Identification of Local Bioactive Plants as a Source of Natural Insecticides against Fall Armyworm: An Ethno Botanical Approach

Atnafu Wondimu, Beyene Petros, Yitbarek Woldehawariat, Zemede Asfaw


Africans have very rich indigenous knowledges of bioactive plants that are important in alleviating problems related to animal and plant diseases, and the pests. The fall armyworm /FAW/ (Spodoptera frugiperda, J.E Smith; Lepidoptera, Noctudea) is an American originated insect pest of food crops that is re-centy widely dispersed almost worldwide. This study aimed at surveying locally grown plants as ecofriendlybotanical solution to the fall armyworm infestation especially in Ethiopia. Ethiopian farmers have very rich indigenous knowledge of alleviating animal and plant pests. In the study, selected bioactive plants were identified by applying rapid ethno-botanical survey method, and simple laboratory tests were conducted using crude extracts to examine the efficacies of the extracts by applying mortality tests on fall armyworm lar-vae. Six local plants were suggested by respondents during the survey. Two of the six suggested plant species (i.e Agarista salicifolia (Ericaceae), and Melia azedarach (Meliaceae) were found to be best bioactive. The study findings proved that the risks associated with use of chemical insecticides to control the FAWs can significantly (p≤0.05) be minimized by applying extracts from bioactive botanicals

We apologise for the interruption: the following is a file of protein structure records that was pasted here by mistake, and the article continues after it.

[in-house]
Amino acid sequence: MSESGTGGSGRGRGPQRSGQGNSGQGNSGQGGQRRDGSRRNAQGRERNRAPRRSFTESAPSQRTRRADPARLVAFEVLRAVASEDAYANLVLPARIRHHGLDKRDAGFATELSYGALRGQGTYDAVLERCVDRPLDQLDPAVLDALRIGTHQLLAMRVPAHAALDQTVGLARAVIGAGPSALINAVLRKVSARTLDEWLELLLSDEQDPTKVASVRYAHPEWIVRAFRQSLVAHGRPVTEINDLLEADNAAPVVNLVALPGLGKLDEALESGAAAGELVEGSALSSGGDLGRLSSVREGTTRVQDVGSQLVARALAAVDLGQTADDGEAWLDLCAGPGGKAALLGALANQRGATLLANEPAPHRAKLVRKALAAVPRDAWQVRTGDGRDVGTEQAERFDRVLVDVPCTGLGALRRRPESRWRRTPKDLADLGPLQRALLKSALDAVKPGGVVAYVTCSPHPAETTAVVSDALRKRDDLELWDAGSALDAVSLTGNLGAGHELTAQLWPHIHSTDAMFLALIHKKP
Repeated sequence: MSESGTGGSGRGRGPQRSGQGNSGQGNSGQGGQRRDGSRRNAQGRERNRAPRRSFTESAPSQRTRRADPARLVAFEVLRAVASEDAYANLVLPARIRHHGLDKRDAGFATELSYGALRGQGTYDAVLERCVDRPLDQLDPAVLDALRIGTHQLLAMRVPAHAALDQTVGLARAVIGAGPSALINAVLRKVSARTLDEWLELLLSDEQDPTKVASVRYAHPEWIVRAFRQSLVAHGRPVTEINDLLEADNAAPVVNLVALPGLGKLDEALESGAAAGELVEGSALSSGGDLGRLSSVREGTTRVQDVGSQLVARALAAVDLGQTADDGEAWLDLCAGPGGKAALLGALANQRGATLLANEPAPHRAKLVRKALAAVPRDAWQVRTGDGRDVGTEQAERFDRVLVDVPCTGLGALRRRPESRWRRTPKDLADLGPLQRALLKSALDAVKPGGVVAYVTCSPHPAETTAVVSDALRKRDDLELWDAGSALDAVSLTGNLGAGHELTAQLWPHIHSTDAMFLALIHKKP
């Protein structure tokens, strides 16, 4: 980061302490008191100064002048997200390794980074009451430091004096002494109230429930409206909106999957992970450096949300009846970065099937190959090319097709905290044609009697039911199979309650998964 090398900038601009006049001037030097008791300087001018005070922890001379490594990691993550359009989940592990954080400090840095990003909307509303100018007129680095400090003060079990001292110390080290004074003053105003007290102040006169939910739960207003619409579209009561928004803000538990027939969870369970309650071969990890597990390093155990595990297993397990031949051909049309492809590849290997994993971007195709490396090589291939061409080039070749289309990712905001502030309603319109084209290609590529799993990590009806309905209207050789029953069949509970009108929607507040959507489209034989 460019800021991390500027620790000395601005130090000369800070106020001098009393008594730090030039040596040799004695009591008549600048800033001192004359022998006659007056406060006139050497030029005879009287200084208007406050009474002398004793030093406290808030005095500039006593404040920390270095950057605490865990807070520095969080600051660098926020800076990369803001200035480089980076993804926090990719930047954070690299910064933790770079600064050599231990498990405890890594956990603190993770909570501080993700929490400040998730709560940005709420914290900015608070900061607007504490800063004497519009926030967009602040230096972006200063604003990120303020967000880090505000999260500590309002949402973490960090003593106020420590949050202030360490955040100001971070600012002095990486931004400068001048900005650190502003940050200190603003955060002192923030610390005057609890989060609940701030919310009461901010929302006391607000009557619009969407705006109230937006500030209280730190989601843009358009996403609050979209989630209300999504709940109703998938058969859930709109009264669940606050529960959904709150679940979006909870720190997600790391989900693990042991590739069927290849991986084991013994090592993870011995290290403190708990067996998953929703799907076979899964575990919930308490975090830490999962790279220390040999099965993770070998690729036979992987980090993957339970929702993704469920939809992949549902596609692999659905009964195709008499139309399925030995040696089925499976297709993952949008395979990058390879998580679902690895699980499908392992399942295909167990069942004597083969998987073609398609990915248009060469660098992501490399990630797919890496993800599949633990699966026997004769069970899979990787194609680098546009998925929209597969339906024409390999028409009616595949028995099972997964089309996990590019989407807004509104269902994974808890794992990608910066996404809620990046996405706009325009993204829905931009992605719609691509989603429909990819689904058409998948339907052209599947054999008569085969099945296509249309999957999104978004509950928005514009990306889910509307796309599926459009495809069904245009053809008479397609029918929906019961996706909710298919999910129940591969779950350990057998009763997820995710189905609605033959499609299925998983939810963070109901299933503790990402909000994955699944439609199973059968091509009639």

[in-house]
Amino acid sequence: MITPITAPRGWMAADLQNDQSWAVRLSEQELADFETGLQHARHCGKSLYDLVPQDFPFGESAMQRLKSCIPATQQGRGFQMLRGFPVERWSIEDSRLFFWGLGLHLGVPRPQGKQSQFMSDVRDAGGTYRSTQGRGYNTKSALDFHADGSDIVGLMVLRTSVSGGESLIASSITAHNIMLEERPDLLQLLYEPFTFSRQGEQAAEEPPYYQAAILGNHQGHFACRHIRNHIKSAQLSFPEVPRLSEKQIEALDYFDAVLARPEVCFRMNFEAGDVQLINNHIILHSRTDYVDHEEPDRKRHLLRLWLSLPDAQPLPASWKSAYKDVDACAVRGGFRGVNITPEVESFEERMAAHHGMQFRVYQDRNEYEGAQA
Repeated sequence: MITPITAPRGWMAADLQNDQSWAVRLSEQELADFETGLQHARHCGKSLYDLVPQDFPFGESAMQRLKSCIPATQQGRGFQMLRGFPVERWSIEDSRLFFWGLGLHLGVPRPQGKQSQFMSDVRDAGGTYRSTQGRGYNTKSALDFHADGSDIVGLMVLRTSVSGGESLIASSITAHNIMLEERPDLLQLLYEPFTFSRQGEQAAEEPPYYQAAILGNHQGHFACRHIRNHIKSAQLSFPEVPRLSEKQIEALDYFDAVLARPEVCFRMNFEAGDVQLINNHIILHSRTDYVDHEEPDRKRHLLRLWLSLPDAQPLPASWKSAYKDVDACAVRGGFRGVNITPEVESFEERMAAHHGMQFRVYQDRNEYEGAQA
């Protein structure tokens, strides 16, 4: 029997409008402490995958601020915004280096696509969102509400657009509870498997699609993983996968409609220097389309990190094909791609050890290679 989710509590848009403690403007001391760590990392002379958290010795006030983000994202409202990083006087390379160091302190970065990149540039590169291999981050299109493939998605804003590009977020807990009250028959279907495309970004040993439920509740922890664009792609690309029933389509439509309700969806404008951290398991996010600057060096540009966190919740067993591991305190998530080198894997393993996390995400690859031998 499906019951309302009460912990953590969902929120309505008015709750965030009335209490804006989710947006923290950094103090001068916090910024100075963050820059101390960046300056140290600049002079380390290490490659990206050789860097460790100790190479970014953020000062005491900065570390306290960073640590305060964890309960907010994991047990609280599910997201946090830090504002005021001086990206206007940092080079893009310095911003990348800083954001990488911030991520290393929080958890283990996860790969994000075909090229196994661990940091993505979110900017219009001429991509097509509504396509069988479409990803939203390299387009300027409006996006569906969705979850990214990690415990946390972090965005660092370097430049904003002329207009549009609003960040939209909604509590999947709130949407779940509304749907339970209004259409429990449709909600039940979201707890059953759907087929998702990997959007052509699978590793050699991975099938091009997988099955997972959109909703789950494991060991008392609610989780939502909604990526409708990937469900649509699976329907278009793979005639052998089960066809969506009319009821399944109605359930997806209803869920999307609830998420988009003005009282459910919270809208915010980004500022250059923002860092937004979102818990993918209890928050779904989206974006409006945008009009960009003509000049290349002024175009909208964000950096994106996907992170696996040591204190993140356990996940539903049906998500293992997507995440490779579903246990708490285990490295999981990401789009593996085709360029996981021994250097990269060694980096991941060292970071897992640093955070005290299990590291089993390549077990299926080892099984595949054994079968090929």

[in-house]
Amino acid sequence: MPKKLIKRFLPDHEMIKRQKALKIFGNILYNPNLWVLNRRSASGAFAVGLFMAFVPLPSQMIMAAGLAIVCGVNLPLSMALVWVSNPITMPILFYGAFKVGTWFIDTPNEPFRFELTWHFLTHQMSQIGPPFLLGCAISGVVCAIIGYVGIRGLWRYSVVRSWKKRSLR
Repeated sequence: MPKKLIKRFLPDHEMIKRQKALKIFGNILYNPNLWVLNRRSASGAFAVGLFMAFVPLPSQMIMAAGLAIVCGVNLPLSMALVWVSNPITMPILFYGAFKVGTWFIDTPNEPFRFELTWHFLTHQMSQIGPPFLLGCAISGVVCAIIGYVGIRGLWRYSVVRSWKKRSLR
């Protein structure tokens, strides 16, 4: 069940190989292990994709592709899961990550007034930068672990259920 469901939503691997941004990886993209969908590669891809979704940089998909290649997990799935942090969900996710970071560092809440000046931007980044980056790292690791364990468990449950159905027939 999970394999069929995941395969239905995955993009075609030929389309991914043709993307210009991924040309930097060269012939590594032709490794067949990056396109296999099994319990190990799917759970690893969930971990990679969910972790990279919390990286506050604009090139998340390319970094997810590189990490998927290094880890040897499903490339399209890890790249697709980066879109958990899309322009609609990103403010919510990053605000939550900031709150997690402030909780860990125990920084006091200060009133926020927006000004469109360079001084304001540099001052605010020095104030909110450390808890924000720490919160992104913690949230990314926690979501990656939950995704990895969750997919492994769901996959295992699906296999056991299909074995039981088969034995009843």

Fall armyworm; crude extract; Melia azedarach; Agarista salicifolia; Mortality test.

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